Amis can be understood more clearly here, "What religion used to take care of was to give one a sense that one wasn't just living in a meaningless present, and that there were greater contexts. Religion won't quite do this for us anymore, If we're to believe in perfectibility or even improvement, then we need to be able to think of the human soul as an imperishable image of our potential and our battered innocence and so on." (3)

The thrust of the article is that "[t]he fundamentalist left has come to command great influence in the media and powerfully moulds public opinion. Paradoxically this "liberal" media influence seems to exert a tighter grip on public opinion that the old-style thundering Catholic bishops ever did." Now while this is an interesting opinion it may not hold the necessary water for it to be considered realistic under further examination. Firstly, Professor Reville uses two basic premises to construct his argument, the first is that 'leftism' has a number of fundamental principles, one of which being religious intolerance, and the second that those with the sway of power strictly adhere to those fundamental principles. It is therefore necessary to ascertain who holds 'the sway of power'.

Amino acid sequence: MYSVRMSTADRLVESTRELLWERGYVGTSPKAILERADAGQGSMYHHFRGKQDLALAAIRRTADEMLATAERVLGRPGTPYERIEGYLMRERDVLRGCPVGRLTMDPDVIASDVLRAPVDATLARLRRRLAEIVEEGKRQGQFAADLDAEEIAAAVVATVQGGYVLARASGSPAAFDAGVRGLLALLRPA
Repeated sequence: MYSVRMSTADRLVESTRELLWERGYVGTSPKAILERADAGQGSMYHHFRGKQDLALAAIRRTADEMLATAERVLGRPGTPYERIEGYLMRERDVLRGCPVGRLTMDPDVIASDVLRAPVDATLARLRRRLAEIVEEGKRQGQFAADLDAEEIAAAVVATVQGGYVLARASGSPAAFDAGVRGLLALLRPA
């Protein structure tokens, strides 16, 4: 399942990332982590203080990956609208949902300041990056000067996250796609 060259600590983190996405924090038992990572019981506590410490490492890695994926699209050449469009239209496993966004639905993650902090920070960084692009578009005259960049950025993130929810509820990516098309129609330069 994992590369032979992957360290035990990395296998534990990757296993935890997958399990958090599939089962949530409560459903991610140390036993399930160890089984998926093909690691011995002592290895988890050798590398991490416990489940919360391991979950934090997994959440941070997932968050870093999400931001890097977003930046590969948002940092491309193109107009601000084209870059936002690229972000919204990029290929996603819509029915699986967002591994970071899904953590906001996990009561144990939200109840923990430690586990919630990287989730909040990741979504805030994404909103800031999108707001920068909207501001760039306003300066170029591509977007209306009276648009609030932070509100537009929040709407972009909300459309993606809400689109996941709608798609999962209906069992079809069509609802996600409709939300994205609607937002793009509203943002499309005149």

There are many influencing factors contributing to ones 'power', the most obvious being monetary wealth, political dominance and control over information. These can be roughly divided between political, financial and media institutions. The balance of power then slowly precipitates downwards towards the powerfully insignificant, those that don't register on Professor Reville's spectrum of influence.

At present in Britain the preponderance of power sways towards opposing the rights of religious extremists to speak openly about subjects deemed incitement to terrorism. While across the Atlantic Donald Rumsfeld, presently controlling the most advanced army in the world, defends the rights of certain religious fundamentalists to advocate individual acts of terrorism, "[o]ur department doesn't do that kind of thing. It's against the law. He's a private citizen. Private citizens say all kinds of things all the time."(4) Since we are to believe from Professor Reville's title that the 'sway of power' lies with the leftist middle class, we can then infer that this class is quite confused as to which religious fundamentalism to be intolerant towards. Which ties in quite succinctly with Martin Amis description of religious perversion for the purpose of political gain. Am I to assume that Professor Reville and Mr. Amis are in agreement?